After weeks of inaction, passersby will start seeing signs of life this week at the stalled improvement project at the intersection of High, Congress and Free streets.
The lead contractor on the project said subcontractors will be at the site this week doing prep work for installing streetlights, and more workers will be there next week to reshape the corners of the plaza in front of the Portland Museum of Art. The goal is to beautify the site, which is considered part of Congress Square, and change the traffic flow so cars going from High Street to Free Street go onto Congress Street briefly before making the turn.
The work has kept much of Free Street closed since spring, and delays mean it might not reopen until this winter. Merchants say they’ve lost business as a result and are upset at the delays.
Asked when the work, which had been scheduled to be completed by Nov. 15, will actually be done, Drew Straehle, the project manager for Gordon Contractors, said “November, December, possibly January.”
Kiersten Andrews, a bartender at Dogfish Bar & Grille on Free Street, said she’s seen her paycheck cut by two-thirds because of the decline in business from the street being closed.
Signs reading “local traffic only” deter most motorists from driving down the street, she said, and the fencing and construction disorder scares off foot traffic.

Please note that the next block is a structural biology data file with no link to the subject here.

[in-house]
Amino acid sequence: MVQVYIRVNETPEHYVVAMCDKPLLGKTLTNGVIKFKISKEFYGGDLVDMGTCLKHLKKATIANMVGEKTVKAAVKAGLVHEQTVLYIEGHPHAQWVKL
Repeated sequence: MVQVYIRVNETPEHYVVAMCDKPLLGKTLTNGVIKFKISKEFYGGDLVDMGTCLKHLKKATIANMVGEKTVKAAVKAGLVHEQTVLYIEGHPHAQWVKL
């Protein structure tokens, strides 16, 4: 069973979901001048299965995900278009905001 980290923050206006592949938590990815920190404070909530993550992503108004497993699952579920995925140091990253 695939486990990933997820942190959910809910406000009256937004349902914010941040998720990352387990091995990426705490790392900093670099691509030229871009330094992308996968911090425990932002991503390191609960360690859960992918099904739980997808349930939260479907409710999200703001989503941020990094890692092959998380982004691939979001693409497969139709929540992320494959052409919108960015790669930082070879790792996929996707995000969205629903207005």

“It looks like a war zone,” Andrews said.
“People don’t have access to us,” she said, and the lack of information from the city and the contractor “is baffling.”
If the work drags on into the winter, Andrews said, she’s worried about the bar surviving.
“The city should have some sort of tax break for times like these,” she said.
Straehle said delays have been caused because workers have encountered a number of unforeseen obstacles. For instance, he said, there’s ledge underneath the site, unknown prior to construction, that has made it difficult for subcontractors to complete wiring and foundation work for street lights. There also was a delay caused by the need to make alterations to underground utility “vaults” to strengthen them to better handle the heavy loads of trucks and construction equipment.
That issue was uncovered in May, Straehle said, and city officials said fixes were made by the vaults’ owners, Central Maine Power and Consolidated Communications, by mid-July.
City officials said Gordon Contractors had pulled their crew from the site by that time and shifted them to other projects. But Straehle said the delay from mid-July to late this month was due mostly to the number of changes in the scope of work and the need to renegotiate terms with the city because of that. That meant workers had to hold off starting new parts of the project, he said.
“When we ran out of work, we left,” he said.
City officials said they have been trying to work with the company to get the workers back on site and mollify upset business owners.
“We’re doing everything we can to facilitate getting Free Street back open as soon as possible,” city spokeswoman Jessica Grondin said.
“There’s been some lost time and they will try to catch up, but the original completion date will probably not be met,” said Mike Murray, acting director of Portland’s Public Works department.